END-STAGE LIVER DISEASE/PREVALENCE & TREATMENT VARIATION
Principal Investigator: C L Bryce
Affiliation: University of Pittsburgh
Abstract: DESCRIPTION (adapted from the application) The primary purpose of this proposal is to provide the applicant with means and structure for achieving two goals. The immediate goal is to evaluate the effect of gender, race and income on access to liver transplant services. The long-term goal is to gain independence as a health services researcher by developing methodological expertise in decision sciences and multivariate statistical modeling and research expertise in organ transplantation and health policy evaluation. The applicant will obtain further instruction in computer simulation, geographic information systems, and advanced statistical analysis; in addition, she will receive clinical education to better understand the liver transplantation process and overall delivery of patient care. This training will be provided through formal coursework, directed readings, seminars and conferences, a clinical preceptorship, and research. Most activities will take place at the University of Pittsburgh's School of Medicine, Graduate School of Public Health, and Center for Research on Health Care. The applicant's research project evaluates the role of gender, race, and income in determining access to liver transplantation and explaining variation in liver transplant rates. To date, most studies on access to transplantation have focused on renal transplant services; few researchers have studied hepatic transplantation because of serious data limitations. Whereas the federal government maintains a comprehensive database of persons with renal disease from the time they receive dialysis, there is no centralized, population-based registry for persons with end-stage liver disease (ESLD). Most information on ESLD patients is collected on liver transplant candidates by the United Network for Organ Sharing. The hypothesis of this project is that demographic and economic factors significantly affect early access to transplant services, namely referral rates to transplant centers and listing rates by transplant centers. To address this issue, better information is needed. Therefore, the project will satisfy two aims: (1) develop and validate a population-based methodology for identifying and tracking a cohort of "transplant potential" patients with ESLD; and (2) estimate the effect of gender, race and income on movement through the transplantation process. This project will collect new information on patients with ESLD and combine it with existing data resources made available through The Optimal Timing of Liver Transplantation Project (AHCPR, R01 HS09694-02).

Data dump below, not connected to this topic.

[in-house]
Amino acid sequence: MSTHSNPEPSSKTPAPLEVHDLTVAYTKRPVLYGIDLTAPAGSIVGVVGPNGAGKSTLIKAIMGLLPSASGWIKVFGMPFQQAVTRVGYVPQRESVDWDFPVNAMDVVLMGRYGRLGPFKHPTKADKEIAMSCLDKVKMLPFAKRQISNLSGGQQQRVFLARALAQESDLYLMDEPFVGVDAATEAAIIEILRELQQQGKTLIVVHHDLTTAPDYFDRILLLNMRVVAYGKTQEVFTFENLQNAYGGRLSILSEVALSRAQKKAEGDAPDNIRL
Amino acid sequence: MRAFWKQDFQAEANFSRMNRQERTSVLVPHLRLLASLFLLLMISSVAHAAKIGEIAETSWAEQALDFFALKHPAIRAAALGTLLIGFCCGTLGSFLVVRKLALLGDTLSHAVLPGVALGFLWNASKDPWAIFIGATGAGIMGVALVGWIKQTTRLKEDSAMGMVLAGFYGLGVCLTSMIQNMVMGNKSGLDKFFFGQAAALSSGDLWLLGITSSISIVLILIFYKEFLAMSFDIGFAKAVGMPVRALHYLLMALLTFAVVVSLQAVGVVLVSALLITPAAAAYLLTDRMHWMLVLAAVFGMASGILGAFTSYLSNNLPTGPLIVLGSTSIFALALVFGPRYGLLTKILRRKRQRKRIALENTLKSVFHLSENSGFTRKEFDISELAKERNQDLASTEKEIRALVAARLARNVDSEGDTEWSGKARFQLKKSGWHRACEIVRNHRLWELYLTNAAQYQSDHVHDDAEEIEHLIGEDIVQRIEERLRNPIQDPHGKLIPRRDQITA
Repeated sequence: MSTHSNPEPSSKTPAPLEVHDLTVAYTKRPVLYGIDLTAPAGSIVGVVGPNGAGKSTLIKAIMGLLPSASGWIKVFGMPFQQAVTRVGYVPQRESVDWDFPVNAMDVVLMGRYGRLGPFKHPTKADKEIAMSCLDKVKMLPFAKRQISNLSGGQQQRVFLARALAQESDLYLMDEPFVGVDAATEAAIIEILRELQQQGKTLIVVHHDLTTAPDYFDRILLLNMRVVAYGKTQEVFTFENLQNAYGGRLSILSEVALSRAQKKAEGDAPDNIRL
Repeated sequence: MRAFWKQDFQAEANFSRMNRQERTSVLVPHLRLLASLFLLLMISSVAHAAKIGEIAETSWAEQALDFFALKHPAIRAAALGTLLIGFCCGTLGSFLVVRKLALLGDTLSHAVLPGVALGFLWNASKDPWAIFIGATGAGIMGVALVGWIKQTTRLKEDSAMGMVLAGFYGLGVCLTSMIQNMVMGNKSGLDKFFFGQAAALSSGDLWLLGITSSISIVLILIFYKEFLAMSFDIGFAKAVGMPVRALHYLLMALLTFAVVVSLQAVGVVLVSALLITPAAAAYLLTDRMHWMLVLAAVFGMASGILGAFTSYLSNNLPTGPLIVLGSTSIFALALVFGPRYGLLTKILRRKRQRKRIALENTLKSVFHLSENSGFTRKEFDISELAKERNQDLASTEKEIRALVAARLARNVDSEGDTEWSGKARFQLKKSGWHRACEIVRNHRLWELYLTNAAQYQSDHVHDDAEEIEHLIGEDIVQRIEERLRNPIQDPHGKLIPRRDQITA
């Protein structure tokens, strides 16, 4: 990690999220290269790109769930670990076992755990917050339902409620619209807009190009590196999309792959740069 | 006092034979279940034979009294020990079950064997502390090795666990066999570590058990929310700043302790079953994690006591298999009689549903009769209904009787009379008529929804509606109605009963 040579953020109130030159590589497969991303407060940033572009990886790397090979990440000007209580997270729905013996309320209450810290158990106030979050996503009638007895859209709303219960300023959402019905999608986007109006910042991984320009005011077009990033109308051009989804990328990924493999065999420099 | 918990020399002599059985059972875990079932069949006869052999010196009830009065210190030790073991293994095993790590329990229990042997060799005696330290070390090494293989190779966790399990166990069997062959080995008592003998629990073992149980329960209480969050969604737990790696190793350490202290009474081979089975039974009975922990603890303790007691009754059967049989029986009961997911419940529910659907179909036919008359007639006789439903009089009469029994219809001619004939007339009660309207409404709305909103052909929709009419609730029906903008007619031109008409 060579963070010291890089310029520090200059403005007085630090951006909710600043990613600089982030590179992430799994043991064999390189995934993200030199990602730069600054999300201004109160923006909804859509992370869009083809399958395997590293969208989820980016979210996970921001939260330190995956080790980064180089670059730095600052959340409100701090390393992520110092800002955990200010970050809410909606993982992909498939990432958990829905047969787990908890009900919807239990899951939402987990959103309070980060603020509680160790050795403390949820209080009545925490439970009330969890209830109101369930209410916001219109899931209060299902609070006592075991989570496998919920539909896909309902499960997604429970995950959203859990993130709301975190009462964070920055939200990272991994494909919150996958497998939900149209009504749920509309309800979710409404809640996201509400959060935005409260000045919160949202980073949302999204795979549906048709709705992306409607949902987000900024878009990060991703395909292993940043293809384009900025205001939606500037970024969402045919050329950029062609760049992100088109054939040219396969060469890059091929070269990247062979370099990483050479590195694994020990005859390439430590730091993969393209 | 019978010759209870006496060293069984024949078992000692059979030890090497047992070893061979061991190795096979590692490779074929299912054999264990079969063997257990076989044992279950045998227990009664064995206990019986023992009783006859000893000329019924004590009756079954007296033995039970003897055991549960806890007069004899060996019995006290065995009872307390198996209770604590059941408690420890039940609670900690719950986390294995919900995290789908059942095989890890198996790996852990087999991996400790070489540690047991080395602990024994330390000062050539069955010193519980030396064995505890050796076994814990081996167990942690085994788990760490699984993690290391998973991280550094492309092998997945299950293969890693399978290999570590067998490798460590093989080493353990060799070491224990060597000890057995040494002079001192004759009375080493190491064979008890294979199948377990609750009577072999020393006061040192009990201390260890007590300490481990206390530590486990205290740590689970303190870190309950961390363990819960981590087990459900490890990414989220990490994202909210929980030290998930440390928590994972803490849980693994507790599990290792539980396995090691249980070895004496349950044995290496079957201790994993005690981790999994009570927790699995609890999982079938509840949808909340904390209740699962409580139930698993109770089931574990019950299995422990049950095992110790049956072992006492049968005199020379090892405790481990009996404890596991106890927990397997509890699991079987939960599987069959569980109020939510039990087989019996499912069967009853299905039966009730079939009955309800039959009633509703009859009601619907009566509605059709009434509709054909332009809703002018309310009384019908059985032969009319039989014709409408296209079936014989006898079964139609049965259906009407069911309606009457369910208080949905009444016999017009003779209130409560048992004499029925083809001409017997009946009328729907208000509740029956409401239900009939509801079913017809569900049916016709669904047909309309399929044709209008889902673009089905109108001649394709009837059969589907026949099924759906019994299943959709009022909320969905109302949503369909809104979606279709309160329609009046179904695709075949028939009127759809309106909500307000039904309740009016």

Funding Period: 2000-09-15 - 2006-08-31
more information: NIH RePORT
- Do incentives matter? Providing benefits to families of organ donorsC L Bryce
Department of Medicine, University of Pittsburgh, Pennsylvania, USA
Am J Transplant 5:2999-3008. 2005..While benefits appear to be favored, their true impact can only be assessed through pilot programs...
- Differences in access to liver transplantation: disease severity, waiting time, and transplantation center volumeJawad Ahmad
Veterans Affairs Pittsburgh Healthcare System and University of Pittsburgh, Pittsburgh, Pennsylvania 15213, USA
Ann Intern Med 146:707-13. 2007..Allocation based on MELD scores should ensure that sicker patients receive transplants first regardless of transplantation center volume...
- Sociodemographic differences in early access to liver transplantation servicesC L Bryce
Division of General Internal Medicine, Department of Medicine, Graduate School of Public Health, University of Pittsburgh, Pittsburgh, PA, USA
Am J Transplant 9:2092-101. 2009..For early management and treatment decisions of patients with ESLD to be better understood, more comprehensive data concerning referral and listing practices are needed...